While in the proposal stage, earnings for higher taxes were said to be allocated for social services and the government’s ambitious P8-trillion Build, Build, Build program to usher in the ‘Golden Age of Infrastructure.’ However, infrastructure got the better of it, as earnings on the ratified TRAIN bill was earmarked for general appropriations of 30% for social services, 70% for infrastructure (including military).
Also, the next packages of the tax reform may contain the proposition to lower corporate taxes to follow suit the lowering of personal income taxes. The DOF argued that this would make the country more inviting to investors.
Another proposition that would set back lower income families is the proposal on the ‘salt tax’, or the tax on food with salt.
If not TRAIN, then what?
Tinio said it has always been Makabayan’s position that government should make their tax collection more efficient. Government has P400 billion of uncollected taxes—the amount is more than could be earned from TRAIN given the collection of new and higher taxes would be efficacious.
Given this, he said there should also be no new taxes, especially those that are directed to squeeze earnings from ordinary people.
There should also be no ‘sacred cows’ such as alcoholic beverages.
Regressive or progressive?
With the provision to lower personal income taxes, more than others probably, the DOF had said the measures in the CTRP were to update, make more efficient and correct the regressive tax system in the country.
A regressive tax system is where the poor are taxed more than the rich who earn and reap the wealth in a society more. To turn this around is to make taxation progressive, where the rich is taxed more than the poor and the taxes go to social services.
The advantages of progressive tax systems include leaving more money in the pockets of low-wage earners who are likely to spend all their money (saving only little or none) that would, in turn, stimulate the economy. Progressive taxes also allow the people with the greatest amount of resources to fund a greater portion of the services all people and businesses rely on, such as roads, traffic lights, communication, public transportation and other public utilities and also social welfare such as health care, education, housing, etc.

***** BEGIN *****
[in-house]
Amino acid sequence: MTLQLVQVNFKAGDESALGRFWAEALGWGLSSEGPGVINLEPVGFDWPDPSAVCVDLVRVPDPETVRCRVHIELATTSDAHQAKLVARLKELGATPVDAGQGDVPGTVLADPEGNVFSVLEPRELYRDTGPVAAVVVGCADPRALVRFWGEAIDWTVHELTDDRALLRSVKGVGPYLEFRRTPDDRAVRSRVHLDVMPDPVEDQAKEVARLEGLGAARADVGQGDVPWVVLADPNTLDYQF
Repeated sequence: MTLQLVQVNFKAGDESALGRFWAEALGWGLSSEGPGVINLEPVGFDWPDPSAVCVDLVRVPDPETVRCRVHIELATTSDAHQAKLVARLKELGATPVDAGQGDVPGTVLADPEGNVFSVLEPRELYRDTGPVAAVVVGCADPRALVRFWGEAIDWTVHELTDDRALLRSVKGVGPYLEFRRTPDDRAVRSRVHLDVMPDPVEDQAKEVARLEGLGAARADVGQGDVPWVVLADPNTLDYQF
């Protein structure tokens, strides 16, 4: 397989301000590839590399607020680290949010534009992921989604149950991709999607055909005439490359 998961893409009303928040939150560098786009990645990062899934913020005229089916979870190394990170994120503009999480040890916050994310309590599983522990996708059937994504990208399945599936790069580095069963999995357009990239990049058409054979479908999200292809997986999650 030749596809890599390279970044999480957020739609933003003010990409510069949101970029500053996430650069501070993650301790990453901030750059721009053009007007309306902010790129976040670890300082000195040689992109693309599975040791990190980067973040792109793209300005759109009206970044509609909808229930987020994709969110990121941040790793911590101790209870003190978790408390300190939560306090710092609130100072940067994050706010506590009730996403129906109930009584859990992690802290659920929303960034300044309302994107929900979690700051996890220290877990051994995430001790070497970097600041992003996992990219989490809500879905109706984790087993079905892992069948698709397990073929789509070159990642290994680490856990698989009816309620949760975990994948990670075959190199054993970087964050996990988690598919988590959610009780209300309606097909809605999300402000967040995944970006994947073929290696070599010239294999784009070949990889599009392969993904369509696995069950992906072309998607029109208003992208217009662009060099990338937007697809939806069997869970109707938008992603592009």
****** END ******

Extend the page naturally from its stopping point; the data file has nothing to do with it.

However, the taxation in the Philippines has remained regressive since time immemorial as the government’s nature of bureaucrat capitalism has put politicians allied with businesses or themselves landlords or big business holders in power, and allowed the rich and foreign corporations to be taxed less, even as they earn more and even plunder the country’s resources. Big businesses fund electoral campaigns and indubitably receive their return of investments ten-fold if their champion wins the seat. This system has widened the gap between the poor and the rich and has alienated the people from their own country as they thrive in smaller and smaller public spaces and enjoy lesser and lesser social goods and services.
“Hundreds of billions of pesos can be generated only if the government were unafraid to impose higher taxes on country’s wealthiest families who have accumulated trillions and can well afford to contribute more to government revenues than they already do,” said Africa, a summation of the opposing point of view on the government’s TRAIN.
With TRAIN, the regressive taxation system in the country remains. Would the coming packages of the CTRP really be any different?